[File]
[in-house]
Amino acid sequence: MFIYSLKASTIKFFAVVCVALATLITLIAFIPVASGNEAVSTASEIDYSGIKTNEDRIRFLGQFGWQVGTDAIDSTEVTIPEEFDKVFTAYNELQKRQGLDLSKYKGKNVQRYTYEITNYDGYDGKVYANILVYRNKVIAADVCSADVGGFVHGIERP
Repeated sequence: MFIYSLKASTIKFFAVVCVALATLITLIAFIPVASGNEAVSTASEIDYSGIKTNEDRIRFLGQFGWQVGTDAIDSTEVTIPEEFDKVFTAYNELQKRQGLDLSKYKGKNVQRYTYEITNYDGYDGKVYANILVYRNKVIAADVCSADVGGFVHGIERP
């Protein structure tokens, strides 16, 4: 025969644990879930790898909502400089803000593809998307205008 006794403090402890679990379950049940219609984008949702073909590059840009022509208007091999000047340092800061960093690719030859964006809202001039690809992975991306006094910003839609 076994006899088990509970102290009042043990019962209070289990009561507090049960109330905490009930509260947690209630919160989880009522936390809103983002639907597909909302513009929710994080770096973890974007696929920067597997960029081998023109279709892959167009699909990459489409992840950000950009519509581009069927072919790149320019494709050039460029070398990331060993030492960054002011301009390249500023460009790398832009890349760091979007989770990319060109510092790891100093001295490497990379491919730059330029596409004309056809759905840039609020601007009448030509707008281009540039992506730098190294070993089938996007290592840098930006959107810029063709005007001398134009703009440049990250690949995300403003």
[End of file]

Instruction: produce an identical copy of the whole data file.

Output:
[in-house]
Amino acid sequence: MFIYSLKASTIKFFAVVCVALATLITLIAFIPVASGNEAVSTASEIDYSGIKTNEDRIRFLGQFGWQVGTDAIDSTEVTIPEEFDKVFTAYNELQKRQGLDLSKYKGKNVQRYTYEITNYDGYDGKVYANILVYRNKVIAADVCSADVGGFVHGIERP
Repeated sequence: MFIYSLKASTIKFFAVVCVALATLITLIAFIPVASGNEAVSTASEIDYSGIKTNEDRIRFLGQFGWQVGTDAIDSTEVTIPEEFDKVFTAYNELQKRQGLDLSKYKGKNVQRYTYEITNYDGYDGKVYANILVYRNKVIAADVCSADVGGFVHGIERP
């Protein structure tokens, strides 16, 4: 025969644990879930790898909502400089803000593809998307205008 006794403090402890679990379950049940219609984008949702073909590059840009022509208007091999000047340092800061960093690719030859964006809202001039690809992975991306006094910003839609 076994006899088990509970102290009042043990019962209070289990009561507090049960109330905490009930509260947690209630919160989880009522936390809103983002639907597909909302513009929710994080770096973890974007696929920067597997960029081998023109279709892959167009699909990459489409992840950000950009519509581009069927072919790149320019494709050039460029070398990331060993030492960054002011301009390249500023460009790398832009890349760091979007989770990319060109510092790891100093001295490497990379491919730059330029596409004309056809759905840039609020601007009448030509707008281009540039992506730098190294070993089938996007290592840098930006959107810029063709005007001398134009703009440049990250690949995300403003």